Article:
Additional information for your area:

Pollinator Guides

http://www.pollinator.org/guides.htm

Backyard Conservation

http://www.nacdnet.org/education/backyard/

National Wildlife Federation

Certify your backyard Community Habitats School Habitats

http://www.nwf.org/gardenforwildlife/

And never litter! Which can harm habitats, animals and plants
Think how much nicer our habitats will be without litter – and who causes litter?
Look around and see how litter is impacting your local communities habitats

2009 Categories

Grades K-1 Grades 2-3 Grades 4-6 Grades 7-9 Grades 10-12

Design your posters using some of these ideas: Habitat around your home Habitat at your school Habitat in your community Pollinators importance to habitats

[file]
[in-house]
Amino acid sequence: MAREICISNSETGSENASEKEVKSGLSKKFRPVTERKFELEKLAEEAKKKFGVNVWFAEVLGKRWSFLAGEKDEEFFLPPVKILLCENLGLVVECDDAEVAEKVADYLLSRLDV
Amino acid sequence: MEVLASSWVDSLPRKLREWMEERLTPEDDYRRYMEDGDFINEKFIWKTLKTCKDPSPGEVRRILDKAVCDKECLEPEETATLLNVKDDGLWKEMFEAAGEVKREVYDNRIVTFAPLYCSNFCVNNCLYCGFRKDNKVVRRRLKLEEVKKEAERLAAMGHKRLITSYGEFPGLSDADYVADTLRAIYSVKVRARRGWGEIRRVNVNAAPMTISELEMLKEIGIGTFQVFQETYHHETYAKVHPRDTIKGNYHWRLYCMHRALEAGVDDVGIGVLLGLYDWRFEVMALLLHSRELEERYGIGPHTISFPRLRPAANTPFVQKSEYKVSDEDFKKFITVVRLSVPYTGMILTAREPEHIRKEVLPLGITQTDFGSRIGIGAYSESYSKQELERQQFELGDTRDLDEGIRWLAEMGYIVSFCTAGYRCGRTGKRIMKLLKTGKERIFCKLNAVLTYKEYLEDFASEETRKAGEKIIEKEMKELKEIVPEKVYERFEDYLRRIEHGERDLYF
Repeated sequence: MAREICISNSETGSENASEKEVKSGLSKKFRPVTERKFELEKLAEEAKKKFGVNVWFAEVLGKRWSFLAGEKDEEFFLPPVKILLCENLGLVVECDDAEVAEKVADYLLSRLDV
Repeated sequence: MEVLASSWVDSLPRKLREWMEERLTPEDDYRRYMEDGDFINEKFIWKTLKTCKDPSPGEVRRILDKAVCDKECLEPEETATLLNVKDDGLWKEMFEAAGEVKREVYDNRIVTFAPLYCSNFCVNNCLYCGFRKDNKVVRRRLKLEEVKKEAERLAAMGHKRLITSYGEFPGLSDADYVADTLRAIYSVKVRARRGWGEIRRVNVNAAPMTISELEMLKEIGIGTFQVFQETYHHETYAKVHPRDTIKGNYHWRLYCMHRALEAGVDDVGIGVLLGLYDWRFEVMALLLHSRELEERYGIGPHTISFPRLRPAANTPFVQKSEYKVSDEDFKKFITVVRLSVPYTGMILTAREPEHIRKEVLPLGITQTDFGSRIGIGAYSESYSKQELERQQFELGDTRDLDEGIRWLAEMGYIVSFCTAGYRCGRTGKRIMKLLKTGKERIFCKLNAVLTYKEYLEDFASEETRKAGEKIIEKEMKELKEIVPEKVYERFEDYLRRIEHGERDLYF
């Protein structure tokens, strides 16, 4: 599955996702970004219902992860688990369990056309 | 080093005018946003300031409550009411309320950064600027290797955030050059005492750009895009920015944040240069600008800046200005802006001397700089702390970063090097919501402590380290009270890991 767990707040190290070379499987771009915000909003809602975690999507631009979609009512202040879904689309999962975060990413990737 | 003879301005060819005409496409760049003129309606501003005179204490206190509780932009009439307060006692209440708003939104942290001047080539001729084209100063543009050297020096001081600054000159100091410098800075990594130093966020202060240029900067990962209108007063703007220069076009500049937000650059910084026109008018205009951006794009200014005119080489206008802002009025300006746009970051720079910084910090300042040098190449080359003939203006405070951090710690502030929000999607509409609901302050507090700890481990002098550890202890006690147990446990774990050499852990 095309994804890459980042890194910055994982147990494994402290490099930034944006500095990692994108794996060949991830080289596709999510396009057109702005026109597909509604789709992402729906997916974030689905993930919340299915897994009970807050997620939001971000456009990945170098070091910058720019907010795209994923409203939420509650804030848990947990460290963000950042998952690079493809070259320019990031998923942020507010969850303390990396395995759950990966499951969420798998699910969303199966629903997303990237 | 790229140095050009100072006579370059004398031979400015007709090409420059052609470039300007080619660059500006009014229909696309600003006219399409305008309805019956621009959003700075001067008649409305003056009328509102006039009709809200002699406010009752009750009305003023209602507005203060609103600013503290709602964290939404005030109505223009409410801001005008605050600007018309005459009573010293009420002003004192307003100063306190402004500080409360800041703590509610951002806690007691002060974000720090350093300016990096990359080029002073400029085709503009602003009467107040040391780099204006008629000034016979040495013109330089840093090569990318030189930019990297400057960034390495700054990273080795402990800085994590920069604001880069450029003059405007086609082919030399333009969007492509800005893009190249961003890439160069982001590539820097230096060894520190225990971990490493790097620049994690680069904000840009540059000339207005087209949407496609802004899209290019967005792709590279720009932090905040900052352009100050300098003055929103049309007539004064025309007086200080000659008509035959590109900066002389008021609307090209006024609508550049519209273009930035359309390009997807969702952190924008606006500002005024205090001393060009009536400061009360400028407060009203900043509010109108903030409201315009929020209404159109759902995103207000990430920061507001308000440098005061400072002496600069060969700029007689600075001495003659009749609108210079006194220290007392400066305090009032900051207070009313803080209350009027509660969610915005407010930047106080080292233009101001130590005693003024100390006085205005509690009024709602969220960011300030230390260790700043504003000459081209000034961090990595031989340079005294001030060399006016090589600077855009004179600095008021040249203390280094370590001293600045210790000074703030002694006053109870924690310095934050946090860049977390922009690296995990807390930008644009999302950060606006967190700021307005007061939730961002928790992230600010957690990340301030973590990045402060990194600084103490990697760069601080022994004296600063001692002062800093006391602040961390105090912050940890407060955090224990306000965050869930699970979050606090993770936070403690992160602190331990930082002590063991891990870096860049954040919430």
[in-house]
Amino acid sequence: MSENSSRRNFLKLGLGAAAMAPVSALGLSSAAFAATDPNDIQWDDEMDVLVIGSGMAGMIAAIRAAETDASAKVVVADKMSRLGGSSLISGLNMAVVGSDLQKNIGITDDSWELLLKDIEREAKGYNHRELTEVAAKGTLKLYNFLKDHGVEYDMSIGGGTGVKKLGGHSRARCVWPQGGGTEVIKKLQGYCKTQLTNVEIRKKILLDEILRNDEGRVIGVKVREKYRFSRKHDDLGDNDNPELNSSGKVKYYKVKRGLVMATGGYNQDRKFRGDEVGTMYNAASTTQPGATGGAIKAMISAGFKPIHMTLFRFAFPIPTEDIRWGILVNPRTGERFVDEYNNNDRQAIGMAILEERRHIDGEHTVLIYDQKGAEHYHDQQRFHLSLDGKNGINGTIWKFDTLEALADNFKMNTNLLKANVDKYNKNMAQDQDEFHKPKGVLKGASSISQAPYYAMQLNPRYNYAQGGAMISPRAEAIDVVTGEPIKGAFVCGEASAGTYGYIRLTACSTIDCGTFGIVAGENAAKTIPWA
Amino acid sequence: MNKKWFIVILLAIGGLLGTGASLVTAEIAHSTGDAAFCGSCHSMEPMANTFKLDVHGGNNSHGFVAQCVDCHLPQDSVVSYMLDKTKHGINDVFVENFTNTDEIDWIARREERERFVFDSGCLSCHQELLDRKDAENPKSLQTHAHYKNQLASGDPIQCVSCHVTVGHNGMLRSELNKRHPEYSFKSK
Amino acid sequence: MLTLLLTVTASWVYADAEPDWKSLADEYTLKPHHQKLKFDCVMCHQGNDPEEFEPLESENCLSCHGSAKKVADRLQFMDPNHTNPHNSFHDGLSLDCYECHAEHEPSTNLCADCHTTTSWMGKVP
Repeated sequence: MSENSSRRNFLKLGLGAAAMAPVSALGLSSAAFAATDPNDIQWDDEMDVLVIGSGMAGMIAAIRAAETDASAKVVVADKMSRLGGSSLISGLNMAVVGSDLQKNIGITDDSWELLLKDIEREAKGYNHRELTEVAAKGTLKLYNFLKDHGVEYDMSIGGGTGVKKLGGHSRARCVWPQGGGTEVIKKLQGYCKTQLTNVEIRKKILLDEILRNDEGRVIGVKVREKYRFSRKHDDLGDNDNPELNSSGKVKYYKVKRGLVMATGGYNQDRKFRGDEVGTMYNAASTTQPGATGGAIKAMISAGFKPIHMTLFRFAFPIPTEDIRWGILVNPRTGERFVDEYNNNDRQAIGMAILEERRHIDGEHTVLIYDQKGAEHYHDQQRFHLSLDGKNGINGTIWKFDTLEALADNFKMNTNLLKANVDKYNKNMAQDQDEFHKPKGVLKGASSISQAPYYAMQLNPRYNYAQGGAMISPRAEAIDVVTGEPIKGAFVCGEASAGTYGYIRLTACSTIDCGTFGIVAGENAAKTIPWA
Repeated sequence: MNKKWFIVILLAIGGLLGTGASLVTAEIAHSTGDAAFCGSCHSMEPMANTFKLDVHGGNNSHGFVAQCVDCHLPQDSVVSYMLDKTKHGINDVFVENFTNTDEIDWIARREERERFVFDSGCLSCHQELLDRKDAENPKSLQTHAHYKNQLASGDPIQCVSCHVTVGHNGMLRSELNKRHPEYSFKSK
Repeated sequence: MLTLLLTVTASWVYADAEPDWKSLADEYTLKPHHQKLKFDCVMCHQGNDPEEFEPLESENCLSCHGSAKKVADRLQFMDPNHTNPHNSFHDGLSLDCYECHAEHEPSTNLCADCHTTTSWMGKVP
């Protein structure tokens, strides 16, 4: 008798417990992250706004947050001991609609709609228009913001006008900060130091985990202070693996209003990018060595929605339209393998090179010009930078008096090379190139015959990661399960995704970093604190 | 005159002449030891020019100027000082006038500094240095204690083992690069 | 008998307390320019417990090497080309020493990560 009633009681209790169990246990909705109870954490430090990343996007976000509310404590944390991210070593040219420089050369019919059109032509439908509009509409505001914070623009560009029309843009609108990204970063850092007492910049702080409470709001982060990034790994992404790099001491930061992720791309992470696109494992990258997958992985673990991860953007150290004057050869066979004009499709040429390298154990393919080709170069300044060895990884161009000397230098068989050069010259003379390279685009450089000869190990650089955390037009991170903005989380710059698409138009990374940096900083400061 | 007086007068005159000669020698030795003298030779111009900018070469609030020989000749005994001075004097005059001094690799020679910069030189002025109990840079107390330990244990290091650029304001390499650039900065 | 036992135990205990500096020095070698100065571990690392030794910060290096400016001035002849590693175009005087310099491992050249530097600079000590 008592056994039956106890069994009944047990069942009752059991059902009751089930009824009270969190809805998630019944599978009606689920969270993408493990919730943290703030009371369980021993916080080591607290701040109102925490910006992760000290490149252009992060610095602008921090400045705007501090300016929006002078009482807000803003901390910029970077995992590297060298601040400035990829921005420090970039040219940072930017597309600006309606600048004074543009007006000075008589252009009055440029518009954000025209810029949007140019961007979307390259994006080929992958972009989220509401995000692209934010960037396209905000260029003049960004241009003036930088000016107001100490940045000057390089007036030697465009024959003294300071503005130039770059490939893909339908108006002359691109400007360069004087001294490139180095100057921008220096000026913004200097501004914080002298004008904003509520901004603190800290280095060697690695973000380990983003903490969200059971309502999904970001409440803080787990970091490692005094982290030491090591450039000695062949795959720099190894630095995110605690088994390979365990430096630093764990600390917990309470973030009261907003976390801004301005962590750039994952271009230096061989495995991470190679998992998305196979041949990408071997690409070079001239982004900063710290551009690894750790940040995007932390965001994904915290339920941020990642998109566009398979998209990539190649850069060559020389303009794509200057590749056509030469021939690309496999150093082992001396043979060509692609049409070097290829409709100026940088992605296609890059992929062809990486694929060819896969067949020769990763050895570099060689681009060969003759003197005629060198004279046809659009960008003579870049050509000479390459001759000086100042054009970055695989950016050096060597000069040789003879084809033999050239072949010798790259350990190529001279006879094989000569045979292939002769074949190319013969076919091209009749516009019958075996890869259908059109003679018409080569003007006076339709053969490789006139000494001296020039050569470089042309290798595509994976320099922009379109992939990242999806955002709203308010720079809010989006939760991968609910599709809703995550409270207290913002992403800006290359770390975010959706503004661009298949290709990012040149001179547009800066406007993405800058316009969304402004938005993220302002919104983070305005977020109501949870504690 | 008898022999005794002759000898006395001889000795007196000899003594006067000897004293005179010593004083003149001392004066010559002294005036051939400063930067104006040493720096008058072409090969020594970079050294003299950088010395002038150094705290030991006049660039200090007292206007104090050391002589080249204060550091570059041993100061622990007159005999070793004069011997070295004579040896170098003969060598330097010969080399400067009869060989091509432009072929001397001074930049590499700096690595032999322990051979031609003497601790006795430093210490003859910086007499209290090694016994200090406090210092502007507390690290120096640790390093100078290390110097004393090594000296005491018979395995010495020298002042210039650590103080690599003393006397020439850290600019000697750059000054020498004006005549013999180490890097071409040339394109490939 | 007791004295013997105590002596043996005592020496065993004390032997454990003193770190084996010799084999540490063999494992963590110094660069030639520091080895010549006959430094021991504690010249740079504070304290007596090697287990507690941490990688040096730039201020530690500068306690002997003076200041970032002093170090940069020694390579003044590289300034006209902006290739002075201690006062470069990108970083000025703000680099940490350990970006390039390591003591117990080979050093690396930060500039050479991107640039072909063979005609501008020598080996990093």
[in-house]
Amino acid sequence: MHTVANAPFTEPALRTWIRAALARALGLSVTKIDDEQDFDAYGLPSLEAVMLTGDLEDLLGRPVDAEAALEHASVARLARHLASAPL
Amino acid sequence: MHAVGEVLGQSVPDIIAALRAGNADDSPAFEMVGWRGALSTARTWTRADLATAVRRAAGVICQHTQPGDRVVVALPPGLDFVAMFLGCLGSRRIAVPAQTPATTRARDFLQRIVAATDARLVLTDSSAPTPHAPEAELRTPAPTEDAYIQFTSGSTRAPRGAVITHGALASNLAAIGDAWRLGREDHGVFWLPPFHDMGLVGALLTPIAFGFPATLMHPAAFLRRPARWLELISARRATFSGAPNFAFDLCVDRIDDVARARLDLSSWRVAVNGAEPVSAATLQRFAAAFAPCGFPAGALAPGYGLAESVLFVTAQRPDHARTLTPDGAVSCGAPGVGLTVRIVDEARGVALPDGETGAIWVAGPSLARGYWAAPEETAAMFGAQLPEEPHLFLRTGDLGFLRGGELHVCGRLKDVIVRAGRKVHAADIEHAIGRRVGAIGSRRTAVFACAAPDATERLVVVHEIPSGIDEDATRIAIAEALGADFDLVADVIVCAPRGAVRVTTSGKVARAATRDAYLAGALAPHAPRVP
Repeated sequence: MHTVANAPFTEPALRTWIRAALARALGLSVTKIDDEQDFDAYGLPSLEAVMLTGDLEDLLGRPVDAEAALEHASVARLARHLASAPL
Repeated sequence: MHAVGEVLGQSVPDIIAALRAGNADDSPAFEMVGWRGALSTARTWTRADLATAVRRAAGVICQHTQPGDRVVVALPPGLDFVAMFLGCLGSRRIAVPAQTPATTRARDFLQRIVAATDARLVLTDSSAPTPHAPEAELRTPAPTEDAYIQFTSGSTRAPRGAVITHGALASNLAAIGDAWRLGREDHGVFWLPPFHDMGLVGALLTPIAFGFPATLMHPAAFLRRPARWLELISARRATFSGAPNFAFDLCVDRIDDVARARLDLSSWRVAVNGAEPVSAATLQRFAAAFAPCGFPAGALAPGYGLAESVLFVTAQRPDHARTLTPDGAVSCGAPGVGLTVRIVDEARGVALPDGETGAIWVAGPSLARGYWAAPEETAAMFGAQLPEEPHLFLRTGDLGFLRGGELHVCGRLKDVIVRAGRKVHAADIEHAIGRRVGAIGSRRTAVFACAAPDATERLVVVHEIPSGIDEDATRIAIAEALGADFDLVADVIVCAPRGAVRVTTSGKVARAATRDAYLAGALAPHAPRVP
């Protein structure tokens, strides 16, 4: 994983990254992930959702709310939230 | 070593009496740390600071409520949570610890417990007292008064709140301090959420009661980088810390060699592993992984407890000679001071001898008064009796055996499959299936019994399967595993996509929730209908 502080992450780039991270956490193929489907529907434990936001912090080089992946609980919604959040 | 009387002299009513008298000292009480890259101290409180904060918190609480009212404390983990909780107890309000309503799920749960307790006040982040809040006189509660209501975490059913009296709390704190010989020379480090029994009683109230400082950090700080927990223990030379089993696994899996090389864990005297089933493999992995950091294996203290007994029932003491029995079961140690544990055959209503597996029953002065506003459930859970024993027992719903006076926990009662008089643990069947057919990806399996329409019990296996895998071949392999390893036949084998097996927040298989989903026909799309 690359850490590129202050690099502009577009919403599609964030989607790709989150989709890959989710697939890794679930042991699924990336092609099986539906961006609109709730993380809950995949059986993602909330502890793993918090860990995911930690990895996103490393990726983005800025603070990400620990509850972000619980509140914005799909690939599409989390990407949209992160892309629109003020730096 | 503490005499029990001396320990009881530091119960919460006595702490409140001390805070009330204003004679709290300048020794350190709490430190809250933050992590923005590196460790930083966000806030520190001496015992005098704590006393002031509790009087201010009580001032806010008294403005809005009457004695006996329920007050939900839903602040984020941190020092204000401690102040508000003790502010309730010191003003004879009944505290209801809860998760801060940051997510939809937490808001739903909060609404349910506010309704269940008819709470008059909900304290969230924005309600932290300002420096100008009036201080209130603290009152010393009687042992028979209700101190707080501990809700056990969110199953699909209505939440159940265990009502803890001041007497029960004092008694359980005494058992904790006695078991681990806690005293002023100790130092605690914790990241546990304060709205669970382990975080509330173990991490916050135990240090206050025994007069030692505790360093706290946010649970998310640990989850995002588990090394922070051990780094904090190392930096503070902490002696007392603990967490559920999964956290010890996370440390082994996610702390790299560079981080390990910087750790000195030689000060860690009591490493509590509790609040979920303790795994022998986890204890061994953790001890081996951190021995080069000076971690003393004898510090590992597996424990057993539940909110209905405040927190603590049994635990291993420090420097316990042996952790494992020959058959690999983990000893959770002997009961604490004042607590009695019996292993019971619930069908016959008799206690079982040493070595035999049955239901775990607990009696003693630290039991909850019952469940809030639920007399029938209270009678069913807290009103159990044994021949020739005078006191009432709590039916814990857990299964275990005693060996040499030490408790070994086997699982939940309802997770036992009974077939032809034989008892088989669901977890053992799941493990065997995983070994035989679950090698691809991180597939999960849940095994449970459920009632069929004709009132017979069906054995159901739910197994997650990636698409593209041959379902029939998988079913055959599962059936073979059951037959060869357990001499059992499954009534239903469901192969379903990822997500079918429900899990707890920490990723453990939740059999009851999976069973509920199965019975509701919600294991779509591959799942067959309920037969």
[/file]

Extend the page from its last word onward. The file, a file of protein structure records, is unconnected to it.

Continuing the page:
Discuss and share your information with others!


Poster Ideas

These are some past national poster contest winners Additional posters at http://nacdnet.org/education/contests/poster/

Attracts attention Is simple and clear Uses colors and white space to get and hold attention Letters are large enough to be easily read
Research the topic of the theme Brainstorm ideas and make a list Think of the theme and use the theme as your title

Conservation Habits = Healthy Habitats – Tips to remember


Don’t use too many words Use a combination of illustrations and words Be as neat as you can Blend colors when using crayons or colored pencils Depending on design leave white space on the poster Make sure the poster is balanced
Choose colors carefully. Note the following general guidelines: -Black tends to be more formal, neat, rich, strong -Blue is cool, melancholy -Purple is considered royal, rich -Yellow tends to be warm, light, or ripe -Green is fresh, young, or growing -White means clean, and neat -Red attracts the eye, is high energy -Orange attracts the eye